But aside from sabotaging his future with one of the baddest bitches alive, Drake was taking Ls with other notable women: Jennifer Lopez, who he reportedly dated right before jet-setting to Amsterdam, where he linked up with (and impregnated) Brussaux (he vaguely rapped about the fling in his 2018 single “Diplomatic Immunity,” too); Tyra Banks, with who he went on a singular date in 2012; Serena Williams, who he was definitely caught smooching on multiple occasions back in 2015; or, in 2018, British songwriter Raye, who’s penned tracks for John Legend and Beyoncé. You could say I’m sensationalizing the demise of these escapades; I know why they ended as much as the next, meddlesome pop-culture enthusiast who spends too much time lurking on Reddit and line-reading on Genius. But the record shows if Drake can very clearly screw things up with women like Smith and Rihanna, he has an entire closet of skeletons.
Still, none of his failed, high-profile relationships—cautionary tales, if you will—have prevented others from involving themselves with the rapper. I say “involved,” because the mother of his kid wasn’t actually *dating* him; apparently it was a one-night-stand thing. Can you entirely blame her? Drake isn’t not attractive. You’d think embracing a Drizzy booty call would be a smarter move than committing to his emotional ineptitude—but even that resulted in a bigger (baby-sized!) issue. (Perhaps his dick is cursed?) Leia, on the other hand, is more than “involved” with him; rumor has it they’ve been together for months.
And that’s what I’m really perturbed by: After all the red flags Drake has staked into his dating history, he still has some pull. Although traditional celebrities have seemingly hit the ground running after the whole Smith debacle—four years later and he still hasn’t been linked with another A-lister—medium-profile women still view the rap mogul as a viable option. Call me a hater (I am), but this doesn’t… surprise me, per se. Any chick who is on a grind comparable to Drake’s (be it creative, entrepreneurial, or athletic) ironically doesn’t have time for Drake. His corniness. His immaturity. The endless group-chat roast that would catch fire if her clique of equally ambitious girlfriends found out she even considered dating him (a thoughtcrime).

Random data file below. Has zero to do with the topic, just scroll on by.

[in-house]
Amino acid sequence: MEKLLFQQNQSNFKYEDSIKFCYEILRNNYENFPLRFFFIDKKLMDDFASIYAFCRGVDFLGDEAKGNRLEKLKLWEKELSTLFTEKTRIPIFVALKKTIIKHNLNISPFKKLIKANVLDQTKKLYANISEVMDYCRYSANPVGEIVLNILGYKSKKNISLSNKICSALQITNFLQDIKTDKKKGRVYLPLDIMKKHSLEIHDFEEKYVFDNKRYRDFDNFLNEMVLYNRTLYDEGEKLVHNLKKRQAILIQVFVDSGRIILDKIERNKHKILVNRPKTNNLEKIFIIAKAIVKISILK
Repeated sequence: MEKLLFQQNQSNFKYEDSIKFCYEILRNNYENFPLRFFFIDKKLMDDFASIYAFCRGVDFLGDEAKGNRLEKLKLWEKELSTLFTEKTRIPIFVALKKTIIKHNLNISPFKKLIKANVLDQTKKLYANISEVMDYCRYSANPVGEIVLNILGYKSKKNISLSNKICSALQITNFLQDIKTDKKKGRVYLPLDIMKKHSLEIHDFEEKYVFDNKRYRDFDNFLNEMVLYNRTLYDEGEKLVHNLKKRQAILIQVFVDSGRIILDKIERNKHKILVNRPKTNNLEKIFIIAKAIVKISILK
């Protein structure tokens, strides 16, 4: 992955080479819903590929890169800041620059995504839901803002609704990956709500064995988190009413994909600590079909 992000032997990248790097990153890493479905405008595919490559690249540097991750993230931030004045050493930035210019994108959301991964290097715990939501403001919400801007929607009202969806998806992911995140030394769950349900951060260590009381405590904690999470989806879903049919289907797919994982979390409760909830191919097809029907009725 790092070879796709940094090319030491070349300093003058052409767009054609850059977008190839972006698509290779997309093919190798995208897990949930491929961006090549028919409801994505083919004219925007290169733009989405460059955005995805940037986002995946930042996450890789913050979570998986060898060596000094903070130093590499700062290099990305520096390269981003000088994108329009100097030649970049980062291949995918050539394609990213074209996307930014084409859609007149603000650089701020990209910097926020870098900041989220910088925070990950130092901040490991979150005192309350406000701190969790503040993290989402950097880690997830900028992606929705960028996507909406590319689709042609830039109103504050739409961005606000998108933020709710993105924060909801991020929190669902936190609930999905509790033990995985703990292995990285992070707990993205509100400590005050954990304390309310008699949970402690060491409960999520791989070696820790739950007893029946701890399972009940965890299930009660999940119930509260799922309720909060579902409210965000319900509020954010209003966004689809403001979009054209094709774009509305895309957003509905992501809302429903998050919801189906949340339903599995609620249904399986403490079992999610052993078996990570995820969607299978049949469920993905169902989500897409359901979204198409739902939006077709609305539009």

All this is to say that Drake’s dating life is a bummer. I know it’s his fault. I know that if Drake weren’t who he was—a simp, a screw-up, a clown—he wouldn’t be the hit-maker he is. Even 11 years after his debut album propelled him to success, he’s known to date as that “sensitive” rapper, which is really just an enabling euphemism describing a male artist in desperate need of therapy. But in my pop-culture dreams, Drake’s propensity to embarrass himself in the romance department is exclusively a persona—sort of like how The Weeknd still broods about dope and f*cking random bitches as if his supply of pussy and pills is as unpromised as tomorrow, despite having serious relationships with what appear to be level-headed women like Selena Gomez and Bella Hadid and noting that drug use is more of an “occasional” interest, these days.
But this is real life, and here, Drake sucks within and beyond the booth. Surely it would be cool and even inspiring for the global superstar to date someone who’s at least as influential as him on paper, someone who would allow him to join the ranks of pop-cultural power-couple-hood with other icons who don’t even need surnames: Beyoncé and Jay-Z; Kanye and Kim (R.I.P.); Will and Jada; Gabrielle and Dwayne; Uzi and JT; hell, even Harry and Meghan. However basic it sounds, celebrity couples mean something, even if you act like you’re “above it.”
In the culture, these dynamic duos represent the harmony of immeasurable success and bountiful love — two things a lot of us want—experienced by the people we admire and sometimes envy, overtly or secretly. These romances also throw us a bone of escapism: an IG post, a red-carpet appearance, a creative collaboration, a tabloid shot, a rumor to chatter about when we want a moment away from our own bullshit. So when someone like Drake—talented, good-looking, wealthy, generally likable—has made excellence his brand, a mediocre love life simply does not suffice. Get that shit together, Aubrey.